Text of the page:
Study confirms that sugar is bad for our teeth
This statement was at the core of new research conducted by academics at the University of Newcastle. They found that cutting sugar intake to a maximum of five teaspoons a day can prevent tooth decay.
For more than two decades, the World Health Organisation has advised people to consume no more than 10% of their daily calorie intake in the form of “free sugars”. These are sugars added to food products by manufacturers or by consumers.
However, the study, published in the Journal of Dental Research, found that this amount should be halved to 5% to reduce the risk of developing tooth cavities for life.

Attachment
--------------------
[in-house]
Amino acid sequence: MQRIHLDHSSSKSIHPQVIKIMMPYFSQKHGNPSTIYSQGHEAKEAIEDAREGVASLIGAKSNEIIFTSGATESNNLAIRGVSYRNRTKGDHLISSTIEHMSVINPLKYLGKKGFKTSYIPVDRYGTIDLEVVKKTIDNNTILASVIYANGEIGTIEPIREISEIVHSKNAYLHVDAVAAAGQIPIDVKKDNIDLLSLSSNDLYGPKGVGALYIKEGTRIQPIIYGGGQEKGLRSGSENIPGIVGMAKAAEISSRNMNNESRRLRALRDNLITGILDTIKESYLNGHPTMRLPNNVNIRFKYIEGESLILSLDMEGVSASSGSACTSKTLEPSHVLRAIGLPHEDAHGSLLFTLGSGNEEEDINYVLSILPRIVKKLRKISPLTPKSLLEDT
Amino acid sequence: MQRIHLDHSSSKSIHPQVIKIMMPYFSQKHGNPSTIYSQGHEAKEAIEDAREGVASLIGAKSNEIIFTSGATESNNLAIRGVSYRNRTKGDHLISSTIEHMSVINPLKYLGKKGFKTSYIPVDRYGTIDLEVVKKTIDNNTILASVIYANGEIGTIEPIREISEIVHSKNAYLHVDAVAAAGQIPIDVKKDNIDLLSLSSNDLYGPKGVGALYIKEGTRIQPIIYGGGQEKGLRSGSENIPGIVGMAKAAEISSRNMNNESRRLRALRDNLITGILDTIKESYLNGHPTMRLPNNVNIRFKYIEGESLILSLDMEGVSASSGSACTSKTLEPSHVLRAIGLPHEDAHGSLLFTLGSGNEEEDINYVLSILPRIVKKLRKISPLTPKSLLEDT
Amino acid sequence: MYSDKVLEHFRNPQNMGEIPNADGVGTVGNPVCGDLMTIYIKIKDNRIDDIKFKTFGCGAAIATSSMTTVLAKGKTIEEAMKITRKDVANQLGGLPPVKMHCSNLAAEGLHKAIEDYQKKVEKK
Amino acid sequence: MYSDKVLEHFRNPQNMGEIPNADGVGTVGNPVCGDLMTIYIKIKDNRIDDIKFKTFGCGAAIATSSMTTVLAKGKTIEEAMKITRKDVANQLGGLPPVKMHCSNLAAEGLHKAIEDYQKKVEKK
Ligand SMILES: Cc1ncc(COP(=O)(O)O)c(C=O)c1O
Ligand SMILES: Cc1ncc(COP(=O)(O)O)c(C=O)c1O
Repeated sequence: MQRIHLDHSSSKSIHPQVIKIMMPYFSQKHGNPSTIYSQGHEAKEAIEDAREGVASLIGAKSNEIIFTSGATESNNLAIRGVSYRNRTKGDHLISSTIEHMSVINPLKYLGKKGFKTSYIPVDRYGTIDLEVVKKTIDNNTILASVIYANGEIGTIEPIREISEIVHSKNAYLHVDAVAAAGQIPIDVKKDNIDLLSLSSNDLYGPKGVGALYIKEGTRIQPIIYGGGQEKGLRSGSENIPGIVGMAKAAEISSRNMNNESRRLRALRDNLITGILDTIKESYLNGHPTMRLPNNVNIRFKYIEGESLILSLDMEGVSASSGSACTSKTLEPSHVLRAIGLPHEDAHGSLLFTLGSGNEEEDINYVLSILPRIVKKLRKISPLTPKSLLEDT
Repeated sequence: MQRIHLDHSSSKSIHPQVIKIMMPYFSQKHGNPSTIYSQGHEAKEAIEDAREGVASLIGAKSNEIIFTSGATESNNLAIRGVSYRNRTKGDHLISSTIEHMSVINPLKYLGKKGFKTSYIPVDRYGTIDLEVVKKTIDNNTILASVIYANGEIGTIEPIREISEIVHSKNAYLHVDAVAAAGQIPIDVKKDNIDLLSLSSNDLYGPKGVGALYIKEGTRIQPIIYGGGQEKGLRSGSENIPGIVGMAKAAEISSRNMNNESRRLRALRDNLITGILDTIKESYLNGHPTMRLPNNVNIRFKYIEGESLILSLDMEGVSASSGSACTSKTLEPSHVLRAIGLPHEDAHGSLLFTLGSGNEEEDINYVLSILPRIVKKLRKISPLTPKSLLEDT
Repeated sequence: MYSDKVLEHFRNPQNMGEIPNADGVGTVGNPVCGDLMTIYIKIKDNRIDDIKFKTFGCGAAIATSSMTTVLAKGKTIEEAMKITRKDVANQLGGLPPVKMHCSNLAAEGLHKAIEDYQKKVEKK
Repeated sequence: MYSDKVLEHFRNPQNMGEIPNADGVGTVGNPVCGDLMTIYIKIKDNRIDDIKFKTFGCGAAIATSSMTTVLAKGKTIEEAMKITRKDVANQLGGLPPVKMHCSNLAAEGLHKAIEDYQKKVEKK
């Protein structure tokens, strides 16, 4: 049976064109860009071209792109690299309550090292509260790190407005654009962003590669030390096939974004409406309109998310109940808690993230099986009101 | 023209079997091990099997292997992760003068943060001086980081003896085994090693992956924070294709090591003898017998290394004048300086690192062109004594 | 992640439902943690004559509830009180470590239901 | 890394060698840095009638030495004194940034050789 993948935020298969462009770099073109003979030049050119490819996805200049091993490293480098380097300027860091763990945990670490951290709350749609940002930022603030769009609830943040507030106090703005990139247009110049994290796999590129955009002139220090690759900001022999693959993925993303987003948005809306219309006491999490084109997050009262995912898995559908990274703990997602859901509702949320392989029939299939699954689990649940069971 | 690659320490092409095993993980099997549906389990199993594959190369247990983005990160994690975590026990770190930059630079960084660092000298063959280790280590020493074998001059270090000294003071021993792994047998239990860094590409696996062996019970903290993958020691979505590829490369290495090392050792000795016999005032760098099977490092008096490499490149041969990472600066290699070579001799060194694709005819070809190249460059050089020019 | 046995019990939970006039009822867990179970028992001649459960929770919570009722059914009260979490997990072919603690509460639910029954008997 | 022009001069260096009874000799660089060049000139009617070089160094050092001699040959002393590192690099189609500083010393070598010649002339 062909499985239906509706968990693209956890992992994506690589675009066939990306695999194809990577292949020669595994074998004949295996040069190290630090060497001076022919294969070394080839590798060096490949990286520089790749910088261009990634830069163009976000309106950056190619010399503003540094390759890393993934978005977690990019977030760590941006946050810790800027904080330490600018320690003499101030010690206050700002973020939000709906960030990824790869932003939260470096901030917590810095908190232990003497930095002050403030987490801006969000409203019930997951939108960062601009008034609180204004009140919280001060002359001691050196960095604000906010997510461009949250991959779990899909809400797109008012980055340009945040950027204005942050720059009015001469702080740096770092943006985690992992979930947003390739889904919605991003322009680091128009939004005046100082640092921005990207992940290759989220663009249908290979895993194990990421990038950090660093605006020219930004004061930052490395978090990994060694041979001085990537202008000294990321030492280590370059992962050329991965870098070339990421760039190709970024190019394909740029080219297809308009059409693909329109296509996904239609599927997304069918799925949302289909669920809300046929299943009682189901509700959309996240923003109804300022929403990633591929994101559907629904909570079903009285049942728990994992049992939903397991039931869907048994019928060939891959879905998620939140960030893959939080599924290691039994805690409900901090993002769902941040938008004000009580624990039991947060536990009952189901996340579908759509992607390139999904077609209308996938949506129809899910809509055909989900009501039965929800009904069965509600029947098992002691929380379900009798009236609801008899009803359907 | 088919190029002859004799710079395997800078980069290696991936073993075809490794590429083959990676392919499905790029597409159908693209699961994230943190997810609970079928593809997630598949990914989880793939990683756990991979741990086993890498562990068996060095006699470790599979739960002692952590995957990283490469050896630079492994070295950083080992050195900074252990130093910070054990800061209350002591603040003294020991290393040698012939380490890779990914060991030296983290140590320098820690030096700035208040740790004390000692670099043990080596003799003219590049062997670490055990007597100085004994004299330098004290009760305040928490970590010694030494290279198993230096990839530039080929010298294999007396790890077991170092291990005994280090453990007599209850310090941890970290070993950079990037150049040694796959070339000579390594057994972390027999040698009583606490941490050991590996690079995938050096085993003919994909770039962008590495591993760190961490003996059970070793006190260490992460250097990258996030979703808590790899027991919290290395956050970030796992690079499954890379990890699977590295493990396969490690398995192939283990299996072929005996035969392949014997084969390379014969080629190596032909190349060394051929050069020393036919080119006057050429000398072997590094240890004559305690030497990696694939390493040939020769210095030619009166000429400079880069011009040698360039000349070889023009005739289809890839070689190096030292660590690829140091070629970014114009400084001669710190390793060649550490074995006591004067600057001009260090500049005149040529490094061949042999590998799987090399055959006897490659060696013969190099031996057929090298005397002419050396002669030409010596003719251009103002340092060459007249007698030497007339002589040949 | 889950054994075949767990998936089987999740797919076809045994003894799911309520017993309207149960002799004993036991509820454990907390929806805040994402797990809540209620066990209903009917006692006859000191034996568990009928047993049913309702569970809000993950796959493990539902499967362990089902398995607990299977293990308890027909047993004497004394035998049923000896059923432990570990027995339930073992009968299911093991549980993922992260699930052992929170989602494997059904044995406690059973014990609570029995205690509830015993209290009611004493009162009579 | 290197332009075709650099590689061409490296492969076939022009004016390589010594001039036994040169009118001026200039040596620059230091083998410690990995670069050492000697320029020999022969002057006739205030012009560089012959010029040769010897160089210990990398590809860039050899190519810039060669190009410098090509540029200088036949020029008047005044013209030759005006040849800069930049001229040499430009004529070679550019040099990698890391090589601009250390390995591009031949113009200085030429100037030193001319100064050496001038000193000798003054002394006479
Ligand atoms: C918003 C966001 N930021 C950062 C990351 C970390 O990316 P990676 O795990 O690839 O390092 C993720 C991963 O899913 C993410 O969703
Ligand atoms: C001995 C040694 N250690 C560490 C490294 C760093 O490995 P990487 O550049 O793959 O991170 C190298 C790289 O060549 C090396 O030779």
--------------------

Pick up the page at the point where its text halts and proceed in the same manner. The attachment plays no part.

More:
According to Paula Moynihan, professor of nutrition and oral health at Newcastle University, the problem is that sugary drinks and foods are an integral part of Western culture’s everyday life, which makes it very hard to maintain our teeth in a good condition over a lifetime.
People today live longer than ever before and their teeth need to serve them well for longer. In order to make sure this is possible, people need to cut down on sugar intake, she explained.
The research also concluded that while fluoridation of tap water could certainly reduce the risk of tooth cavities, it cannot eliminate the causes of decay and damage to tooth enamel altogether.